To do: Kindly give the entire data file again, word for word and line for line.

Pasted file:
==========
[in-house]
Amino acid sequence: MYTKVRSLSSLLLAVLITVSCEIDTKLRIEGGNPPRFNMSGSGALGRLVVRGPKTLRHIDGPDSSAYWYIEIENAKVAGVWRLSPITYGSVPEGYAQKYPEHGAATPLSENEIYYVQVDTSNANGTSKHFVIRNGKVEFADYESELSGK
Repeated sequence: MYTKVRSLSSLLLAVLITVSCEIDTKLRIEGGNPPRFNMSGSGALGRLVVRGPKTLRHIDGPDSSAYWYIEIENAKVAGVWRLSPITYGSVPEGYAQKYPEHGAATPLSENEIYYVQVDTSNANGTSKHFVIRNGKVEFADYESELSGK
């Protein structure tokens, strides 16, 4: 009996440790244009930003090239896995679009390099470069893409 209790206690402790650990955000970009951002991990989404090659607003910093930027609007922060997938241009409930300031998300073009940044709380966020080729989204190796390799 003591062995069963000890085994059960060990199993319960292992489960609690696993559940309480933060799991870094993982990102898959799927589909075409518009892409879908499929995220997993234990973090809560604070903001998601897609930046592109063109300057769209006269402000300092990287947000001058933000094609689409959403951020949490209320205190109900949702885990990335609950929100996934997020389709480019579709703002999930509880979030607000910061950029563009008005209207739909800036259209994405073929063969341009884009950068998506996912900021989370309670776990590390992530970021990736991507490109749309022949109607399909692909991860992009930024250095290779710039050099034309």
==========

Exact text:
[in-house]
Amino acid sequence: MYTKVRSLSSLLLAVLITVSCEIDTKLRIEGGNPPRFNMSGSGALGRLVVRGPKTLRHIDGPDSSAYWYIEIENAKVAGVWRLSPITYGSVPEGYAQKYPEHGAATPLSENEIYYVQVDTSNANGTSKHFVIRNGKVEFADYESELSGK
Repeated sequence: MYTKVRSLSSLLLAVLITVSCEIDTKLRIEGGNPPRFNMSGSGALGRLVVRGPKTLRHIDGPDSSAYWYIEIENAKVAGVWRLSPITYGSVPEGYAQKYPEHGAATPLSENEIYYVQVDTSNANGTSKHFVIRNGKVEFADYESELSGK
């Protein structure tokens, strides 16, 4: 009996440790244009930003090239896995679009390099470069893409 209790206690402790650990955000970009951002991990989404090659607003910093930027609007922060997938241009409930300031998300073009940044709380966020080729989204190796390799 003591062995069963000890085994059960060990199993319960292992489960609690696993559940309480933060799991870094993982990102898959799927589909075409518009892409879908499929995220997993234990973090809560604070903001998601897609930046592109063109300057769209006269402000300092990287947000001058933000094609689409959403951020949490209320205190109900949702885990990335609950929100996934997020389709480019579709703002999930509880979030607000910061950029563009008005209207739909800036259209994405073929063969341009884009950068998506996912900021989370309670776990590390992530970021990736991507490109749309022949109607399909692909991860992009930024250095290779710039050099034309």